I’m a mom, writer, gamer, lawyer, reader, runner, traveler, and enjoyer of life, literature, art, music, thought and kindness, in no particular order. I write fantasy and science fiction under the name J. J. Roth.

Personal biases: I drink tea without additives. If a tea needs milk or sugar to improve its flavor, its unlikely I’ll rate it high. The exception is chai, which I drink with milk/sugar or substitute. Rooibos and honeybush were my gateway drugs, but as my tea skills and tastes developed they became less appealing to me — but I still enjoy nicely done blends where the base doesn’t taste like hamster cage chips. I do not mix well with tulsi or yerba mate, and savory teas are more often a miss than a hit with me. That said, I’m not entirely a purist and I enjoy a good flavored tea, particularly flavored blacks.

I like all kinds of tea depending on time of day, mood, and the amount of time I have to pay attention to preparation. These days, I’ve been drinking primarily green tea during weekdays after my first cup of coffee. On weekends, I’ve been drinking only tea.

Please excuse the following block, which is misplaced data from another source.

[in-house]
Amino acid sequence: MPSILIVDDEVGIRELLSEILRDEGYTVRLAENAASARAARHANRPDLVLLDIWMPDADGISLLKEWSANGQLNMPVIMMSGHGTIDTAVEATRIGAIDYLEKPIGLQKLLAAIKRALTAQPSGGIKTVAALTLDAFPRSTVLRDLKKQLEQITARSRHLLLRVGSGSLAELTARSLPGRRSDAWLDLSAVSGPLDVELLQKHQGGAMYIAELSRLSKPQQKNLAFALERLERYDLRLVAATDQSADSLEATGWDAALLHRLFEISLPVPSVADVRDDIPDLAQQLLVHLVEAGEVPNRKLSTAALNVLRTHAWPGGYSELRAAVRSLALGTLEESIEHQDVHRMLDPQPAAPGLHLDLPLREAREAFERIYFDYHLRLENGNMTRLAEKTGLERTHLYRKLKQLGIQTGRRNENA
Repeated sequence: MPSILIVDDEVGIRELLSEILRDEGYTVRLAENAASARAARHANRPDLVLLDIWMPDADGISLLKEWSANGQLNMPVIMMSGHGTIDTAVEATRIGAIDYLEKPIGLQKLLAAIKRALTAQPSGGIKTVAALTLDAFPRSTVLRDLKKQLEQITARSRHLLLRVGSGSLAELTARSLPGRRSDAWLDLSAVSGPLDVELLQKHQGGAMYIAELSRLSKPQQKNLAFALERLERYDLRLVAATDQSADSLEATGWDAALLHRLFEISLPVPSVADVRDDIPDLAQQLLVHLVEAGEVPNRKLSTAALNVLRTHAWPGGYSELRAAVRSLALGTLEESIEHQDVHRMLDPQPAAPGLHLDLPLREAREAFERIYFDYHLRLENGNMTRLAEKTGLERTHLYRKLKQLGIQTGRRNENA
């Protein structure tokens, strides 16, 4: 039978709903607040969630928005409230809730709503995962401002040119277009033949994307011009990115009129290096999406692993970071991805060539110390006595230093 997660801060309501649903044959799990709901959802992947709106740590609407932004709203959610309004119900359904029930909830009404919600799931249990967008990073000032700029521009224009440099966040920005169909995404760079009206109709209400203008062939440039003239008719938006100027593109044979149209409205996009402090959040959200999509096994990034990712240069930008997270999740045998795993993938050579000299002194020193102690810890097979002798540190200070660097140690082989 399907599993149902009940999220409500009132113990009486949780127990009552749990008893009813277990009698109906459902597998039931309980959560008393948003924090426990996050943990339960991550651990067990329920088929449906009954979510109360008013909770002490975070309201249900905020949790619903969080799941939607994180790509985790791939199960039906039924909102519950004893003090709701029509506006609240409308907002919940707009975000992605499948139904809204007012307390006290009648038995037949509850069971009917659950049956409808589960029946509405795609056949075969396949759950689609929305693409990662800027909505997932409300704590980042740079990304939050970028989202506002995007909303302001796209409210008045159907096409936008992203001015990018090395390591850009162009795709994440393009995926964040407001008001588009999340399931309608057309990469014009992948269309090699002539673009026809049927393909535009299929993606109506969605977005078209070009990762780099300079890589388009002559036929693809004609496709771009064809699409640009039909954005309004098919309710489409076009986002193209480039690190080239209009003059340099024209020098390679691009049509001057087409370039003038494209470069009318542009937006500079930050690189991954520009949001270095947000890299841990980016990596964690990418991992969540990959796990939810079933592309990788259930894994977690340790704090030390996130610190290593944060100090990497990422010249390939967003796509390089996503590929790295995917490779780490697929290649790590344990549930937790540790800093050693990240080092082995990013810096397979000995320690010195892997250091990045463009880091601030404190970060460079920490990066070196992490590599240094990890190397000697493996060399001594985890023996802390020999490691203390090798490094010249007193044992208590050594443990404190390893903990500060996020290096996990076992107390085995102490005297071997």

Since I find others’ rating legends helpful, I added my own. But I don’t really find myself hating most things I try.

I try to rate teas in relation to others of the same type, for example, Earl Greys against other Earl Greys. But if a tea rates very high with me, it’s a stand out against all other teas I’ve tried.

95-100 A once in a lifetime experience; the best there is

90-94 First rate; top notch; really terrific; will definitely buy more

80-89 Excellent; will likely buy more

70-79 Very good; would enjoy again, might buy again

60-69 Good; wouldn’t pass up if offered, but likely won’t buy again

Below 60 Meh, so-so, iffy, or ick. The lower the number, the closer to ick.

People have sent me tea on occasion, and I was once persuaded to send some Tazo Om to AmazonV. I’ve also done at least one group buy here on Steepster, the famous Doulton-led Dammann Freres experiment years ago. But mostly, I don’t swap. It’s nothing personal, it’s just that I have way more tea than any one person needs and am not lacking for new things to try. Also, I have way too much going on already in daily life and the additional commitment to get packages to people adds to my already high stress level. (Maybe it shouldn’t, but it does.)

That said, I enjoy reading folks’ notes, talking about what I drink, and getting to “know” people virtually here on Steepster so I can get ideas of other things I might want to try if I can ever again justify buying more tea. I also like keeping track of what I drink and what I thought about it, though I don’t put samples in my cupboard and not everything I have at any given time is showing in my cupboard. I do try to remember to remove things from my cupboard once I no longer have them.

I was an early internet adopter and have been online in various environments since around 1990. Steepster is one of the nicest online environments I’ve ever been privileged to participate in and that is saying something. :-)


Bay Area, California